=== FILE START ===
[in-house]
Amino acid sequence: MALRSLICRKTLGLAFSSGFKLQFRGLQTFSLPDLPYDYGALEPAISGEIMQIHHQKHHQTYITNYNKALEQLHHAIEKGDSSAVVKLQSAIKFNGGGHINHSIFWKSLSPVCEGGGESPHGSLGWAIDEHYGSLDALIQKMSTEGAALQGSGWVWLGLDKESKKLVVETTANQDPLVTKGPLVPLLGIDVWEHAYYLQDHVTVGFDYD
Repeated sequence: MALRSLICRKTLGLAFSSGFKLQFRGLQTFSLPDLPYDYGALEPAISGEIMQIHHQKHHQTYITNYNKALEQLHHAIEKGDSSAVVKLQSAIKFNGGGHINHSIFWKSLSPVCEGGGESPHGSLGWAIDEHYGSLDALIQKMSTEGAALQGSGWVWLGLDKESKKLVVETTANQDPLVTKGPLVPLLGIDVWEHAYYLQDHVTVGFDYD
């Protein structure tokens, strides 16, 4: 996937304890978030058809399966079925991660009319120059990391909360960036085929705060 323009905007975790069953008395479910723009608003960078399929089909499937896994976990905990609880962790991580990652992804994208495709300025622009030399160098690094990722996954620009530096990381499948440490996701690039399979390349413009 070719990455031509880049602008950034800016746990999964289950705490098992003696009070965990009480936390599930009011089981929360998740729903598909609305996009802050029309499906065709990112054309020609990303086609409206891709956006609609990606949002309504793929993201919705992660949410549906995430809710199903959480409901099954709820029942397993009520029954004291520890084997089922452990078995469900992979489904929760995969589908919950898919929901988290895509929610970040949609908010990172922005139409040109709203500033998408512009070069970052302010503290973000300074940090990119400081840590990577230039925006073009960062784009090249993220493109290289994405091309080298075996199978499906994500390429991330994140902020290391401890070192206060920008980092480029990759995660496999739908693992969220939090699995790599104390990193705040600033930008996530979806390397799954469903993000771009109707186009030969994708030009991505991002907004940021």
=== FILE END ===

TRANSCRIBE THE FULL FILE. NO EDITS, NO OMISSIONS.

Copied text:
[in-house]
Amino acid sequence: MALRSLICRKTLGLAFSSGFKLQFRGLQTFSLPDLPYDYGALEPAISGEIMQIHHQKHHQTYITNYNKALEQLHHAIEKGDSSAVVKLQSAIKFNGGGHINHSIFWKSLSPVCEGGGESPHGSLGWAIDEHYGSLDALIQKMSTEGAALQGSGWVWLGLDKESKKLVVETTANQDPLVTKGPLVPLLGIDVWEHAYYLQDHVTVGFDYD
Repeated sequence: MALRSLICRKTLGLAFSSGFKLQFRGLQTFSLPDLPYDYGALEPAISGEIMQIHHQKHHQTYITNYNKALEQLHHAIEKGDSSAVVKLQSAIKFNGGGHINHSIFWKSLSPVCEGGGESPHGSLGWAIDEHYGSLDALIQKMSTEGAALQGSGWVWLGLDKESKKLVVETTANQDPLVTKGPLVPLLGIDVWEHAYYLQDHVTVGFDYD
């Protein structure tokens, strides 16, 4: 996937304890978030058809399966079925991660009319120059990391909360960036085929705060 323009905007975790069953008395479910723009608003960078399929089909499937896994976990905990609880962790991580990652992804994208495709300025622009030399160098690094990722996954620009530096990381499948440490996701690039399979390349413009 070719990455031509880049602008950034800016746990999964289950705490098992003696009070965990009480936390599930009011089981929360998740729903598909609305996009802050029309499906065709990112054309020609990303086609409206891709956006609609990606949002309504793929993201919705992660949410549906995430809710199903959480409901099954709820029942397993009520029954004291520890084997089922452990078995469900992979489904929760995969589908919950898919929901988290895509929610970040949609908010990172922005139409040109709203500033998408512009070069970052302010503290973000300074940090990119400081840590990577230039925006073009960062784009090249993220493109290289994405091309080298075996199978499906994500390429991330994140902020290391401890070192206060920008980092480029990759995660496999739908693992969220939090699995790599104390990193705040600033930008996530979806390397799954469903993000771009109707186009030969994708030009991505991002907004940021």